Chris Wood helps to launch top-end male fashion brand Dom Reilly

March 28, 2013

Dom ReillyFor years, you’ve run your own brand consultancy. After successfully selling it, you step into the limelight as chairman of the Central Office of Information, only to find that mad axeman and part-time cabinet minister Francis Maude is cutting off at the knees the very organisation you’ve just been invited to head. What next?

I caught up with Chris Wood recently and found out. It transpires he is helping to give lift-off to a new top-end fashion brand called Dom Reilly. Never heard of it? Well, unlike Chris Wood, you’ve probably had nothing to do with Formula One. Wood, in his spare time, is an unreconstructed petrol head; and Dominic Reilly (pictured) – the eponymous brand name –  is the former head of marketing at Williams F1 Team.

Reilly’s company, where Wood is a non-executive director and adviser, is ambitiously pitching itself at the very top of a very discriminating market – with a price-tag to match. The initial range, admittedly exquisitely hand-crafted, starts at £95 for a tooled leather phone case and escalates to an eye-watering £1,400 for a weekender bag (roughly the price of a Manolo Blahnik handbag or a Jimmy Choo tote).  This new brand has no intention of being a Mulberrry also-ran, no siree.

So why is Reilly so confident about his ambitious positioning? The answer lies not so much in the quality of the goods – that’s a given when competing with the likes of Louis Vuitton, Armani and Alfred Dunhill – but in a judicious soupçon of Formula One. A soupçon, because too much of it will asphyxiate the brand with the rank odour of “petrol-head” and “anorak” – in short, death by downmarket male. While there’s no escaping Dom Reilly’s essentially masculine appeal, the idea is to imbue the brand with FI’s sophisticated reputation for engineering excellence and technological innovation. One of the accessories, for instance, is a beautifully finished crash helmet case; and some of the collection features a special high-density foam used in F1 cockpits that absorbs almost all shock on impact.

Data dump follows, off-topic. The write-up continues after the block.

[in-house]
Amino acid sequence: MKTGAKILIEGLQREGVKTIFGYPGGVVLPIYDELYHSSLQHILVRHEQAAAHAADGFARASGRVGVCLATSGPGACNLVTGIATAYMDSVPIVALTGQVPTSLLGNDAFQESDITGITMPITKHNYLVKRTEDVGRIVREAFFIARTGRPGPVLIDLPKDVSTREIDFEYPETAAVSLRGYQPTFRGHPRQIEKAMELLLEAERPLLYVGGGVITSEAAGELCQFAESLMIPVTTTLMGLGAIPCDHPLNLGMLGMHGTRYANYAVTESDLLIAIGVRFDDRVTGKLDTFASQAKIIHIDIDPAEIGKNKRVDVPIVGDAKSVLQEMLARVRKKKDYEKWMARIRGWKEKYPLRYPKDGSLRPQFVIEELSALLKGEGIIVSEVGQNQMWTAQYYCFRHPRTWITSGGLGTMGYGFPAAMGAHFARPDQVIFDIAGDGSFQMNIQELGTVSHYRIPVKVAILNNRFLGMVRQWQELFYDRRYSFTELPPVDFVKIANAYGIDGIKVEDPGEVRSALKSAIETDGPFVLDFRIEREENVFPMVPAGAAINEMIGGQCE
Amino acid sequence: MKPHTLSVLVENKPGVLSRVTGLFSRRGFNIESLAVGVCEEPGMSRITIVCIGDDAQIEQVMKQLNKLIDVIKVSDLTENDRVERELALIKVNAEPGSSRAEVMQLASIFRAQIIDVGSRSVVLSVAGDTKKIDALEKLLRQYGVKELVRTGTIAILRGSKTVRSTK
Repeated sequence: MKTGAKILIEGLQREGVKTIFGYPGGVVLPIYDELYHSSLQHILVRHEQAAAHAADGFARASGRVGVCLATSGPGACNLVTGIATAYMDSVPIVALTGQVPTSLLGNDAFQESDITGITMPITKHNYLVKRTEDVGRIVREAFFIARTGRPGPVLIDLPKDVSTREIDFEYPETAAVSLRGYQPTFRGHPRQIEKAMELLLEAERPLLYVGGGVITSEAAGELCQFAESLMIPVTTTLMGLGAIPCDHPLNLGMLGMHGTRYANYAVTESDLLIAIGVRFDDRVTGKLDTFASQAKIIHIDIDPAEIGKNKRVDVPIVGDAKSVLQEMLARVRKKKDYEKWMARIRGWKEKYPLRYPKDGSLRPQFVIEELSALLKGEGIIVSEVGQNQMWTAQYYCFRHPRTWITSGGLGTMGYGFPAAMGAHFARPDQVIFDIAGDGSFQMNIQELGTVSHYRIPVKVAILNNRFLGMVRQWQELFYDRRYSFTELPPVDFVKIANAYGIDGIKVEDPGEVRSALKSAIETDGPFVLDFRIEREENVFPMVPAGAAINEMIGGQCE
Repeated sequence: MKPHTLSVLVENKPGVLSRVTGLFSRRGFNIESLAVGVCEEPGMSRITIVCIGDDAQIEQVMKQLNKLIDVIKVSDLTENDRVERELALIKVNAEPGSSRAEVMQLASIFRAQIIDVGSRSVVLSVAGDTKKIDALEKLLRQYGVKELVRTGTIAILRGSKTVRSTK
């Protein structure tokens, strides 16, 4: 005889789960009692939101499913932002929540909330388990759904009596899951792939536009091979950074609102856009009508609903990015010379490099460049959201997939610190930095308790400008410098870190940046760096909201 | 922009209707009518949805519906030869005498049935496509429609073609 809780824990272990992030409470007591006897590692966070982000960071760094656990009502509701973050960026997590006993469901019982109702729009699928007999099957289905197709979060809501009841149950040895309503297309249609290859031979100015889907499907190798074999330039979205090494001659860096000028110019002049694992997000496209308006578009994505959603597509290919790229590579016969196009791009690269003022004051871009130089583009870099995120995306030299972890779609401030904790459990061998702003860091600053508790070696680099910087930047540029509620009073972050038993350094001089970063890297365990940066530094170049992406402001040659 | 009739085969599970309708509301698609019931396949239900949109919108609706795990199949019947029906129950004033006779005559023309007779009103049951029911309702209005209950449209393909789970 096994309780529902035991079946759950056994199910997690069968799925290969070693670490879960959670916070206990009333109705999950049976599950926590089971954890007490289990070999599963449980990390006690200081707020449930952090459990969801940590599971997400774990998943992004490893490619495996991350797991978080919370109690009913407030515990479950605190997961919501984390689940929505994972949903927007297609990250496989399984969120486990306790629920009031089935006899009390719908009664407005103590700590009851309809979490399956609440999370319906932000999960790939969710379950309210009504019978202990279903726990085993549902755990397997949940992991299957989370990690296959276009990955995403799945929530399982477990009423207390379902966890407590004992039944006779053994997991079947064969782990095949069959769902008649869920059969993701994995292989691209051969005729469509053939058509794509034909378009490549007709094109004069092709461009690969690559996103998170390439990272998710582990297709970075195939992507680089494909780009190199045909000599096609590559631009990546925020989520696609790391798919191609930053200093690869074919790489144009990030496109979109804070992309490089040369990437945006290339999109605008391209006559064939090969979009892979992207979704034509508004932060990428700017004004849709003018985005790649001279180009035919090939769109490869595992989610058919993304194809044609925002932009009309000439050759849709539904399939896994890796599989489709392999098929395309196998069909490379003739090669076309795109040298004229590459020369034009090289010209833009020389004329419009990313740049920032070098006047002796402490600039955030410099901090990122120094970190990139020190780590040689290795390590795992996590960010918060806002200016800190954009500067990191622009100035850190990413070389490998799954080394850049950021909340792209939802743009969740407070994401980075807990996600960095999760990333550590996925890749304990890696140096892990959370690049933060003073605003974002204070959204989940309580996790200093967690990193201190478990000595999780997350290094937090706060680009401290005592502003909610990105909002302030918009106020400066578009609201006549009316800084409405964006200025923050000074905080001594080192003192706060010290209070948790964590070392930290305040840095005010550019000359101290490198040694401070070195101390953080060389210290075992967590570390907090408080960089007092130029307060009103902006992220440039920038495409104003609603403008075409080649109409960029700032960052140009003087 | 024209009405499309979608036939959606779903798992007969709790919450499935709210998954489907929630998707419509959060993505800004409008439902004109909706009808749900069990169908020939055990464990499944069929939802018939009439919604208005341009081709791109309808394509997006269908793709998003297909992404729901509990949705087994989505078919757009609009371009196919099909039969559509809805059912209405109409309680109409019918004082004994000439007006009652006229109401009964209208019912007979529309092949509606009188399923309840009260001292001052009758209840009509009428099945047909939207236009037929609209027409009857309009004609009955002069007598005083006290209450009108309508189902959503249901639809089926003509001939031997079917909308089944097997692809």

Reilly, given his 6 years as head of marketing at Williams, has second-to-none access to one of the world’s most sophisticated R&D departments. But he has to be careful how he plays the Williams card. Few team brands, with the exception of Ferrari, have much charisma off-track. And in any case, Williams has not performed well of late (one, but only one, good reason, why the Williams name is not directly associated with the brand). Instead, an aura of cutting-edge R&D is being subtly diffused through the person of Patrick Head, co-founder of Williams F1 and its fabled chief of design – who just happens to be a founder shareholder in Dom Reilly.

Dom Reilly EnglandIn truth, the attractions of launching an haute gamme fashion brand are there for all to see: salivating margins and high resilience to recession. Equally, so is the demerit: everyone’s at it. The sector has become crowded with participants touting increasingly obscure and recondite “provenance”: the 17th century Huguenot diaspora, the Empress Josephine’s personal dressmaker etc (I made those up, but you know what I mean). So attaching your brand to future-directed technology with wide aspirational appeal is certainly a point of difference.